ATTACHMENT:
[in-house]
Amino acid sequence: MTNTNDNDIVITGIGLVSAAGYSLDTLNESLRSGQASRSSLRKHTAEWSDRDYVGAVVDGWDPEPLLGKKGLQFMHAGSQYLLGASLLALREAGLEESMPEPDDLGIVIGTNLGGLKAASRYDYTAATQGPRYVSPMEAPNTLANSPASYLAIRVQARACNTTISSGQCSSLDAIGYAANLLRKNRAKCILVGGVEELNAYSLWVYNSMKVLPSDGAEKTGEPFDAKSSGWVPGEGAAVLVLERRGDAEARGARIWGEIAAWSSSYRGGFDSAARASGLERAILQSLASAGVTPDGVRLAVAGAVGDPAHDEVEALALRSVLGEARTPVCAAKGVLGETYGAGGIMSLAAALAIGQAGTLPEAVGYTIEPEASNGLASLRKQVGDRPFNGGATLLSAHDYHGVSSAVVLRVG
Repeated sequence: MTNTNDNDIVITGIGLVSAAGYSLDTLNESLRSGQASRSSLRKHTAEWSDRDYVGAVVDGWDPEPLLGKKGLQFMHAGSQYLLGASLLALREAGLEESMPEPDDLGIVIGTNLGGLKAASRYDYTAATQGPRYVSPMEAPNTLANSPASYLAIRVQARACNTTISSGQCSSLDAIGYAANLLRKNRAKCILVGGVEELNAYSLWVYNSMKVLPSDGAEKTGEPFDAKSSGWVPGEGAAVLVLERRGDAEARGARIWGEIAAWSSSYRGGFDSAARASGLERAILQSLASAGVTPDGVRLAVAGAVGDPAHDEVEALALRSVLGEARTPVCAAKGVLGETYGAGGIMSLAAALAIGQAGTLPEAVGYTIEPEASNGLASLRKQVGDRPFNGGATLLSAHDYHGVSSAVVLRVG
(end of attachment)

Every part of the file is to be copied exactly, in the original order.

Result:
[in-house]
Amino acid sequence: MTNTNDNDIVITGIGLVSAAGYSLDTLNESLRSGQASRSSLRKHTAEWSDRDYVGAVVDGWDPEPLLGKKGLQFMHAGSQYLLGASLLALREAGLEESMPEPDDLGIVIGTNLGGLKAASRYDYTAATQGPRYVSPMEAPNTLANSPASYLAIRVQARACNTTISSGQCSSLDAIGYAANLLRKNRAKCILVGGVEELNAYSLWVYNSMKVLPSDGAEKTGEPFDAKSSGWVPGEGAAVLVLERRGDAEARGARIWGEIAAWSSSYRGGFDSAARASGLERAILQSLASAGVTPDGVRLAVAGAVGDPAHDEVEALALRSVLGEARTPVCAAKGVLGETYGAGGIMSLAAALAIGQAGTLPEAVGYTIEPEASNGLASLRKQVGDRPFNGGATLLSAHDYHGVSSAVVLRVG
Repeated sequence: MTNTNDNDIVITGIGLVSAAGYSLDTLNESLRSGQASRSSLRKHTAEWSDRDYVGAVVDGWDPEPLLGKKGLQFMHAGSQYLLGASLLALREAGLEESMPEPDDLGIVIGTNLGGLKAASRYDYTAATQGPRYVSPMEAPNTLANSPASYLAIRVQARACNTTISSGQCSSLDAIGYAANLLRKNRAKCILVGGVEELNAYSLWVYNSMKVLPSDGAEKTGEPFDAKSSGWVPGEGAAVLVLERRGDAEARGARIWGEIAAWSSSYRGGFDSAARASGLERAILQSLASAGVTPDGVRLAVAGAVGDPAHDEVEALALRSVLGEARTPVCAAKGVLGETYGAGGIMSLAAALAIGQAGTLPEAVGYTIEPEASNGLASLRKQVGDRPFNGGATLLSAHDYHGVSSAVVLRVG